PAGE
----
Golf in the south valley in Maricopa at Ak-Chin Southern Dunes
Unlike Quintero or Boulders, the flat land at Ak-Chin Southern Dunes Golf Club was hardly inspiring. It makes what the design team of Schmidt-Curley accomplished here that much more remarkable.
The land was molded into a rippling layout that resembles the style of Australian Sandbelt courses. Firm and fast -- with rolling dunes, lots of sand and plenty of strategic options -- low-handicappers will adore Southern Dunes more than almost any other area course.
Better yet, the Ak-Chin Native American community invested in the course in 2014, closing it all summer, and it's reopened better than ever with some new course infrastructure and light redesigns. Also unique is the new #MiniDunes concept, which converts the driving range into a pitch 'n putt in the afternoon every day.
If you'd rather spend the afternoon on #MiniDunes and put a few pops back while doing so, skip the drive back to Scottsdale and stay the night at the Harrah's Ak-Chin, a mid-sized and modern casino hotel about five minutes away and offers stay-and-play packages with Ak-Chin Southern Dunes.
Golf in the East Valley at We-Ko-Pa Golf Club
Head east of Phoenix into Fountain Hills on Highway 87, keep going and you'll eventually arrive at We-Ko-Pa Golf Club, a popular pick by publications as the top public golf course in Arizona. Set on Yavapai Nation Native American property, We-Ko-Pa features 36 holes of the purest desert golf experience in the Valley of the Sun.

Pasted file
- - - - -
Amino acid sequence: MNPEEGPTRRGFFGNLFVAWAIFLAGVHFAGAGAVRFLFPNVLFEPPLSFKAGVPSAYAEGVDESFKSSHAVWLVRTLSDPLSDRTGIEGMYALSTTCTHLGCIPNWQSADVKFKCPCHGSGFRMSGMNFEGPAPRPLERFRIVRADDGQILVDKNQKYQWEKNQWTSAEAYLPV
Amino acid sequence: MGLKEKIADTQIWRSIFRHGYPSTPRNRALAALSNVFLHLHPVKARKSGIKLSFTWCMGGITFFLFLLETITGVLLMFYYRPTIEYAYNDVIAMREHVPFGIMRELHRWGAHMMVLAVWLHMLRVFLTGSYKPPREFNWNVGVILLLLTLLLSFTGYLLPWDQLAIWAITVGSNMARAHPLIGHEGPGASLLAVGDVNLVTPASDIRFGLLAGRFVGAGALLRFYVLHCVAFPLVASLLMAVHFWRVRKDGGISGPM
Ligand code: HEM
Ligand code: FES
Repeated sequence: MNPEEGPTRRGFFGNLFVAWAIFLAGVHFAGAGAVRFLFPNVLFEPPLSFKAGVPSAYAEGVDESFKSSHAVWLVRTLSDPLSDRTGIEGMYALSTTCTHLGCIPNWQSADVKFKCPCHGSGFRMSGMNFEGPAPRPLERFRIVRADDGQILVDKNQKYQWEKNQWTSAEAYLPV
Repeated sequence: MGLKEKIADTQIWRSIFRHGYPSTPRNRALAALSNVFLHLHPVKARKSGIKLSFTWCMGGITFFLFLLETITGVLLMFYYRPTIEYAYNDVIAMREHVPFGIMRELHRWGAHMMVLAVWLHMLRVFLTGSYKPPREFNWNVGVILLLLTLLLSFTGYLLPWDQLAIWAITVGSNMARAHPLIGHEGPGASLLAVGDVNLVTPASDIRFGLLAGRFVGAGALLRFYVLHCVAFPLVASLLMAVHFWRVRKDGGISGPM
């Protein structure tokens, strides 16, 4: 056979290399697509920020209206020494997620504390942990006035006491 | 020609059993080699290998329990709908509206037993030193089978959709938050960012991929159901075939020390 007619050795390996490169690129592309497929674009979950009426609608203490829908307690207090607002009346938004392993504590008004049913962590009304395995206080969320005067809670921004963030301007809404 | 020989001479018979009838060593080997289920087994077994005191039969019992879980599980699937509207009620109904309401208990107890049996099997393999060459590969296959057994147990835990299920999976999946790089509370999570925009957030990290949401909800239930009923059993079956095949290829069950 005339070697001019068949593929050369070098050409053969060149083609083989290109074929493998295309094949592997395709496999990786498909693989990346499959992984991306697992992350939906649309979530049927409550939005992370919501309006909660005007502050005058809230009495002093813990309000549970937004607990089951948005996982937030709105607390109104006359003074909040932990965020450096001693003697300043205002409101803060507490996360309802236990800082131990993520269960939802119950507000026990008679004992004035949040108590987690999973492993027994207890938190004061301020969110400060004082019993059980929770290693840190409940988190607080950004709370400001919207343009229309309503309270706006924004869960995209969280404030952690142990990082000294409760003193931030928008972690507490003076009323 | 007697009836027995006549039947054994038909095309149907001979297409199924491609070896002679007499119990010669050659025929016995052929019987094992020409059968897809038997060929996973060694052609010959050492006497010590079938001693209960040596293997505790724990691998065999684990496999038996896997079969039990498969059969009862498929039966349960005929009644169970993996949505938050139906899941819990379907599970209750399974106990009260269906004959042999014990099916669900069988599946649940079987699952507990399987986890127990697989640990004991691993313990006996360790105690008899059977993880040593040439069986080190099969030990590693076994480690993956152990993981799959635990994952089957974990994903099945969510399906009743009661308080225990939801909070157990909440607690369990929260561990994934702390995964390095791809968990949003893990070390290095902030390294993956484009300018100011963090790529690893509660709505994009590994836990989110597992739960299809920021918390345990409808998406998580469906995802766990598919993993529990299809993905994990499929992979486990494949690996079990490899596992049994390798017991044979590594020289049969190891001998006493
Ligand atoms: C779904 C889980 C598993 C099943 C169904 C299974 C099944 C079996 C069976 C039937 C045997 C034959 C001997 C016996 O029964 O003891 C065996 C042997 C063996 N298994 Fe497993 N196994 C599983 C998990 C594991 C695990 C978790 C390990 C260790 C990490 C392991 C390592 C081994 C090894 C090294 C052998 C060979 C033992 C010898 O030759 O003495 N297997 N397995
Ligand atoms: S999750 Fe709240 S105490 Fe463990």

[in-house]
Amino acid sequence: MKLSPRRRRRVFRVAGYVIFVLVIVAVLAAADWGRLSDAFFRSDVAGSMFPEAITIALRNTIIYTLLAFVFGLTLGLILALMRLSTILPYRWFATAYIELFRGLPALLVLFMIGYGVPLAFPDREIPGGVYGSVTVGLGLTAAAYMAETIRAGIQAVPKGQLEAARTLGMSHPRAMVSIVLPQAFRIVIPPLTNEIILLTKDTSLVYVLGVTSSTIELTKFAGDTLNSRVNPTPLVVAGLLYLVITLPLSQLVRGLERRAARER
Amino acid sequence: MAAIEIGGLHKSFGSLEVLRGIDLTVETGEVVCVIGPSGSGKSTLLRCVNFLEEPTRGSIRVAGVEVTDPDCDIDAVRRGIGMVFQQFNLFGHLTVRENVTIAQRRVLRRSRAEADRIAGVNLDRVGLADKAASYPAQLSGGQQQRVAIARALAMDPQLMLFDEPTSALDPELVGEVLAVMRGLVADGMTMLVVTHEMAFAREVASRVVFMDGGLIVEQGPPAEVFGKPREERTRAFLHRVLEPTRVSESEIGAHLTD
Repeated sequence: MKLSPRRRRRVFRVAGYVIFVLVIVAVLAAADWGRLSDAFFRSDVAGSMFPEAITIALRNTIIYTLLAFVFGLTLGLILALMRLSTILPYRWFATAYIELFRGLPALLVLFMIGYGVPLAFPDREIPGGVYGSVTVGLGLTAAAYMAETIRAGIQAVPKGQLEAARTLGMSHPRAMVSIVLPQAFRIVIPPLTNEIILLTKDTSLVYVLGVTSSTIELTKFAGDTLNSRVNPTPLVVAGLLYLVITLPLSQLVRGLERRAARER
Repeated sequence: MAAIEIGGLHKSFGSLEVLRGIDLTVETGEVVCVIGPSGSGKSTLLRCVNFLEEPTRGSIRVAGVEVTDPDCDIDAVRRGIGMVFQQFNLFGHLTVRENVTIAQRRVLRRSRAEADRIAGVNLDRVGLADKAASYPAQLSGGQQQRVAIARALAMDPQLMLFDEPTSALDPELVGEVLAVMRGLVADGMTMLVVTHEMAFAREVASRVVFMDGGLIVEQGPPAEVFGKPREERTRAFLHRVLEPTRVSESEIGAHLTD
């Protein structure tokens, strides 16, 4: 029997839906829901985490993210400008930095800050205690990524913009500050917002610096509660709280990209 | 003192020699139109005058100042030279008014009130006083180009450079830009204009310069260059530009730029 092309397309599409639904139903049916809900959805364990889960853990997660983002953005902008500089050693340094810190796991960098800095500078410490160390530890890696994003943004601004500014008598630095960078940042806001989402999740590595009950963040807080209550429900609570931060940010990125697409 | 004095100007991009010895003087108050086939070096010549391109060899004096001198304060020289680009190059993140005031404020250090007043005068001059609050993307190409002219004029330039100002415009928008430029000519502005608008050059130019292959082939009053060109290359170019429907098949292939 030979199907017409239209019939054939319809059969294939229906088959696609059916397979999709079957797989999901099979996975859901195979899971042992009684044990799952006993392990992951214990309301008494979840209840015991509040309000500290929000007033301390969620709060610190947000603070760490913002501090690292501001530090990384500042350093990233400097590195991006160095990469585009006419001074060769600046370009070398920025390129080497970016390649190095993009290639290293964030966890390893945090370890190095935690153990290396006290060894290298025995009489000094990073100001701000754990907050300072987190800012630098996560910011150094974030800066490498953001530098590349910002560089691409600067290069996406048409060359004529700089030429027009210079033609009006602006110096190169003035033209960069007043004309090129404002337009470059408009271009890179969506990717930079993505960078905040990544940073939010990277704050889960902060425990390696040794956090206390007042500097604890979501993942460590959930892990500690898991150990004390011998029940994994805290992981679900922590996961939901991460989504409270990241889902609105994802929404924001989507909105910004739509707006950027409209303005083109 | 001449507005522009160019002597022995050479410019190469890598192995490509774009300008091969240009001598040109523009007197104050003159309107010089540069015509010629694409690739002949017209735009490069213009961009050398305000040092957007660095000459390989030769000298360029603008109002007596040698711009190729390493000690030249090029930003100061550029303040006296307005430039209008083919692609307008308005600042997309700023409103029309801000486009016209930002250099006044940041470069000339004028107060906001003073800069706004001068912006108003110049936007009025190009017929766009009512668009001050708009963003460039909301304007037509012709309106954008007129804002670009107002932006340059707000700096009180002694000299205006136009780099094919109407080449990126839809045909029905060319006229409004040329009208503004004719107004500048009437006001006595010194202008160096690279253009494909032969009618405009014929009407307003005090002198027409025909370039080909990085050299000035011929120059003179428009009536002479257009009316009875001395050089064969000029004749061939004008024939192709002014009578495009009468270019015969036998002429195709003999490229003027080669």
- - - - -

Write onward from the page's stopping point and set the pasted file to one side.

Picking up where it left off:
Two very different designs, the Cholla Course and Saguaro Course offer entirely takes on the land here. The Saguaro, a Bill Coore and Ben Crenshaw design, is shorter and less molded than the Scott Miller-designed Cholla, which is longer and more challenging. You've driven this far, though, so play them both with a p.m. replay before heading back west toward civilization.
More golf courses in Phoenix-Scottsdale that are off-the-beaten path
I've yet to play these courses, but they have solid reviews on GolfAdvisor:
Poston Butte Golf Club, in the extreme southwest corner of the Valley, was a top-20 Arizona value course, according to GolfAdvisor raters in 2014, and is part of the Del Webb retirement community in Florence. It opened in 2007 and was designed by Gary Panks.
Legend Trail Golf Club, located in north Scottsdale near Boulders Resort, is another Rees Jones design but is far different from Quintero. Largely flat with large fairways and few forced carries, it's a mellower round that leaves a lot of golfers happy. "This is my third round at Legend Trail in the last 6 weeks," wrote Claytonlz in his November review. "And I am pretty convinced that this is the best value you can find North of [Highway] 101 in Scottsdale these days."
Lastly, for those who like to see new courses, there is one opening in Phoenix-Scottsdale in 2015. Wickenburg Ranch, about a 75-mile drive northwest of Sky Harbor Airport, debuts Feb. 7. The club is wooing golfers who make the trek with affordable peak season green fees ($75-95) and even some Travis Mathieu logo gear that practically pays for the round itself.